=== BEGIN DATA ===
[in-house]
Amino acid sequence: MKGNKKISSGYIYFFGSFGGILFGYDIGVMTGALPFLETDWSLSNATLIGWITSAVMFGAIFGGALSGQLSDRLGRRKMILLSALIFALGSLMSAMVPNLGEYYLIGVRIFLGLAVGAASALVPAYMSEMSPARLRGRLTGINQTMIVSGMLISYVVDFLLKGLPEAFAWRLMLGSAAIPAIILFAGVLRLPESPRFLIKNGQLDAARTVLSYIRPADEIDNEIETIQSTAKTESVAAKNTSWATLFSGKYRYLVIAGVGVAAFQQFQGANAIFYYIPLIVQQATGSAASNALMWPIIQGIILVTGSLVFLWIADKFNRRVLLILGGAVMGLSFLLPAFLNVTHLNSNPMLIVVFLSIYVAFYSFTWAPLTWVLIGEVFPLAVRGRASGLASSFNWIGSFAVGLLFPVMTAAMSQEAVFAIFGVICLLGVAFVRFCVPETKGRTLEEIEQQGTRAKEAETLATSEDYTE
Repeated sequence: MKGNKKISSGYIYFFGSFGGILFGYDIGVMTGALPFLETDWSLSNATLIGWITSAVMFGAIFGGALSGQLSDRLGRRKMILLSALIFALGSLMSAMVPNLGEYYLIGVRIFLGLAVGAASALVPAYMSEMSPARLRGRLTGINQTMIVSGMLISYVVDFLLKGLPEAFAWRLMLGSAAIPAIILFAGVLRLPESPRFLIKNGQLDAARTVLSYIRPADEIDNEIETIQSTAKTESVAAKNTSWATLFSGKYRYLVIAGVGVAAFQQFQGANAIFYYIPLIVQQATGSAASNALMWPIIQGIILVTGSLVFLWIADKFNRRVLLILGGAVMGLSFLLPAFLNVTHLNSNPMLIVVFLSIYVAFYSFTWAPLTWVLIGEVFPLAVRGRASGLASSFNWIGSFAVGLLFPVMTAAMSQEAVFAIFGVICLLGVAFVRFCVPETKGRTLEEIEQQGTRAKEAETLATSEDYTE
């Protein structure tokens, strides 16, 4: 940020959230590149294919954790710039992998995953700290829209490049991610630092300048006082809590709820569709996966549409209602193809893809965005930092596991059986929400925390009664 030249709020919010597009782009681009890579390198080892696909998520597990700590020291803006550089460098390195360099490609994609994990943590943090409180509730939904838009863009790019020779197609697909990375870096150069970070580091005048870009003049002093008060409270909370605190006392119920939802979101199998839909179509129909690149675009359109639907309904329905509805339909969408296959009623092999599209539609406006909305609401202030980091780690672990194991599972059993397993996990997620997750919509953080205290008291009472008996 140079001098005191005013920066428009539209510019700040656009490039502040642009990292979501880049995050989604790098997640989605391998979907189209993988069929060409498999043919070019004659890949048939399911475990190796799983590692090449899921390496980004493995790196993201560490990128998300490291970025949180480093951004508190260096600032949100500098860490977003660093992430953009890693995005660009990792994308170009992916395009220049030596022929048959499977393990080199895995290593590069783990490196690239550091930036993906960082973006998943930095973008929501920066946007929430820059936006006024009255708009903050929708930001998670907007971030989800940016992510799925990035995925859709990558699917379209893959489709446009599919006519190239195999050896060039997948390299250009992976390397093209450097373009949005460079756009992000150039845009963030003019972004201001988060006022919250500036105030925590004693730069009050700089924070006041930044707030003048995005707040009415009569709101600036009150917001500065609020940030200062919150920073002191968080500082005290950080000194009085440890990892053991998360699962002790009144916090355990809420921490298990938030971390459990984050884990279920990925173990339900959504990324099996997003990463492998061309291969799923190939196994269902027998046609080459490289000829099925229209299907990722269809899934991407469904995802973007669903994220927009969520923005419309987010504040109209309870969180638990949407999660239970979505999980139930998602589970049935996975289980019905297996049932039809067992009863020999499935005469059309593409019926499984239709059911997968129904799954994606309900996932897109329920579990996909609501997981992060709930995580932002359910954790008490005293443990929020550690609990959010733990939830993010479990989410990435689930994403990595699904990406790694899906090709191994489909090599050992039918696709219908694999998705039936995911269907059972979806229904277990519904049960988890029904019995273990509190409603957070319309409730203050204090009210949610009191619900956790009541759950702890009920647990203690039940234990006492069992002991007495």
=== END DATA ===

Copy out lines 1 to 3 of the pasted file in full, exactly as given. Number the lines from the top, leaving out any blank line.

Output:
[in-house]
Amino acid sequence: MKGNKKISSGYIYFFGSFGGILFGYDIGVMTGALPFLETDWSLSNATLIGWITSAVMFGAIFGGALSGQLSDRLGRRKMILLSALIFALGSLMSAMVPNLGEYYLIGVRIFLGLAVGAASALVPAYMSEMSPARLRGRLTGINQTMIVSGMLISYVVDFLLKGLPEAFAWRLMLGSAAIPAIILFAGVLRLPESPRFLIKNGQLDAARTVLSYIRPADEIDNEIETIQSTAKTESVAAKNTSWATLFSGKYRYLVIAGVGVAAFQQFQGANAIFYYIPLIVQQATGSAASNALMWPIIQGIILVTGSLVFLWIADKFNRRVLLILGGAVMGLSFLLPAFLNVTHLNSNPMLIVVFLSIYVAFYSFTWAPLTWVLIGEVFPLAVRGRASGLASSFNWIGSFAVGLLFPVMTAAMSQEAVFAIFGVICLLGVAFVRFCVPETKGRTLEEIEQQGTRAKEAETLATSEDYTE
Repeated sequence: MKGNKKISSGYIYFFGSFGGILFGYDIGVMTGALPFLETDWSLSNATLIGWITSAVMFGAIFGGALSGQLSDRLGRRKMILLSALIFALGSLMSAMVPNLGEYYLIGVRIFLGLAVGAASALVPAYMSEMSPARLRGRLTGINQTMIVSGMLISYVVDFLLKGLPEAFAWRLMLGSAAIPAIILFAGVLRLPESPRFLIKNGQLDAARTVLSYIRPADEIDNEIETIQSTAKTESVAAKNTSWATLFSGKYRYLVIAGVGVAAFQQFQGANAIFYYIPLIVQQATGSAASNALMWPIIQGIILVTGSLVFLWIADKFNRRVLLILGGAVMGLSFLLPAFLNVTHLNSNPMLIVVFLSIYVAFYSFTWAPLTWVLIGEVFPLAVRGRASGLASSFNWIGSFAVGLLFPVMTAAMSQEAVFAIFGVICLLGVAFVRFCVPETKGRTLEEIEQQGTRAKEAETLATSEDYTE